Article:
By: Jessie Wright

The day I let go of competition, I started to win. Does that sound backwards? Yoda might understand it! Remember, he said, “Do you must, there is no try.” Well, I tried for years. I was so embarrassed at competitions, failure after failure after failure. I was convinced that others were looking at me saying, “Wow, and she’s a trainer’s wife- she’s terrible!” The thoughts would start before the show if they posted the draw beforehand. They were that old tyranny of mind- the shoulda, coulda, woulda, game. Are you familiar with that? “I should be able to beat this person,” “I could have done better if I had drawn better,” “I would have won if it wasn’t for that judge.” Then comes the condemnation. “I didn’t beat so and so, that means I basically suck,” “All my effort is for nothing,” “I work harder than anyone, and this is what happens!,” “It’s not fair!,” and so on.

One day I had a conflict with a peer at church. That day, it’s like God came down from heaven and smacked me upside the head, and all of a sudden everything came into focus. I recognized the same tyranny of mind operating in my every day peer interaction, poisoning the relationships. I hit my knees and began to see the responsibility lay only with me. Read the first paragraph again…see all the “I, I, I, Me, I.” The Lord took me to Isaiah 14 and showed me what Lucifer thought in his heart before he fell: “I will ascend to heaven; above the stars of God I will set my throne on high; I will sit on the mount of assembly in the far reaches of the north; I will ascend above the heights of the clouds; I will make myself like the Most High.” (Isa. 14:13-14 ESV). Do you realize competitive judgment against others, or even yourself, is a fear based tormenting mindset? It comes from a wrong focus. The I, I, Me syndrome. Toby Keith sings about it! Do you realize how ugly and stinky this kind of pride is? Yes, I’ll say it. Fear and low self-esteem is pride! It’s a refusal to accept responsibility for your own thoughts and actions. It’s an attempt to blame others or outside circumstances. It’s a devaluing of others.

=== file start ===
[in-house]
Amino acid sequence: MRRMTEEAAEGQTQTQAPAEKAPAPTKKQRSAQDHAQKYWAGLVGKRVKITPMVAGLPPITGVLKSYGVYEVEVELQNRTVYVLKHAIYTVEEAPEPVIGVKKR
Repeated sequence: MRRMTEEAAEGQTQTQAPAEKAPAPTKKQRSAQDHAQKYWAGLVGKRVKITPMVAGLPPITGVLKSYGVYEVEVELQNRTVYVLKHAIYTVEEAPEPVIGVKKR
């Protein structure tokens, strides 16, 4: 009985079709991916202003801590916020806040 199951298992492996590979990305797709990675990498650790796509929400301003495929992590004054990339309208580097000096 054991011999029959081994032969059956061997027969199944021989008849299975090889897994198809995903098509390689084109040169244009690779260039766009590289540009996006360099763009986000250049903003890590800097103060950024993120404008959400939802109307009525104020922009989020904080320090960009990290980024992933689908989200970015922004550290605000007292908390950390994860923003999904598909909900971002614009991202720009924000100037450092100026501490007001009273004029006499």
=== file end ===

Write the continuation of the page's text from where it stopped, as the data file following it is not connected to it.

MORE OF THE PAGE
I went in repentance to my friend. She, being a mature individual, prayed with me and we both gave up the competition and comparison. I was freed at that moment to see myself as worthy, and also her as worthy. I could suddenly appreciate her talents and skills, and also my own! I saw that it isn’t a competition. And I saw, most importantly, that I am not the judge! I’m not the judge of her, or me. God is the judge. And Jesus already reconciled us to Him and handed down the verdict in our favor. What good news!

The effect of this change in mindset changed everything for me in the show pen. Dispensing with judgment allowed me to put the focus where it belonged: on riding my horse. It took “I, I, Me,” out of the equation. Everything is more fun now. Trying became doing. (Thanks Yoda!) We compete because we love horses. Aren’t we blessed to be able to come together, all of us who love horses, to enjoy what we love together? Is there anything greater than to enjoy the fruit of our desire and effort, all in one place, and celebrate every victory we all have, in and out of the show pen? If you simply show up at a show, or any other event in your life, you have won some victory somewhere. Look around at the people surrounding you and understand this about them, too. There is some victory they have won, some battle they are fighting, some lesson they are learning or have learned, and if you let them, they can teach you as well. The best way to ensure you get your fair share is to stop focusing on it, and do what you do. If you recognize any of these same thoughts in your repertoire, no worries; choose to cast them down out of your thought life, and replace them with love and appreciation for who God has made others and also you.

I don’t win every time I enter. I still wish I did—it would be better on my pocketbook! I do win a whole lot more than I used to, however, before I let go of all the junk I was hauling around in my psyche. I also re-defined what I considered a win. Remember, at the end of the day, only three things remain: faith, hope, and love, and the greatest is love. If you, whatever your competition is today, succeeded in giving or living love in some situation, then chalk up this moment as a win for you, too.

Jessica Wright, wife of cutting and cowhorse trainer Don Wright, is an AACC Certified Christian Life Coach. She loves helping others and riding her horses. Contact her at

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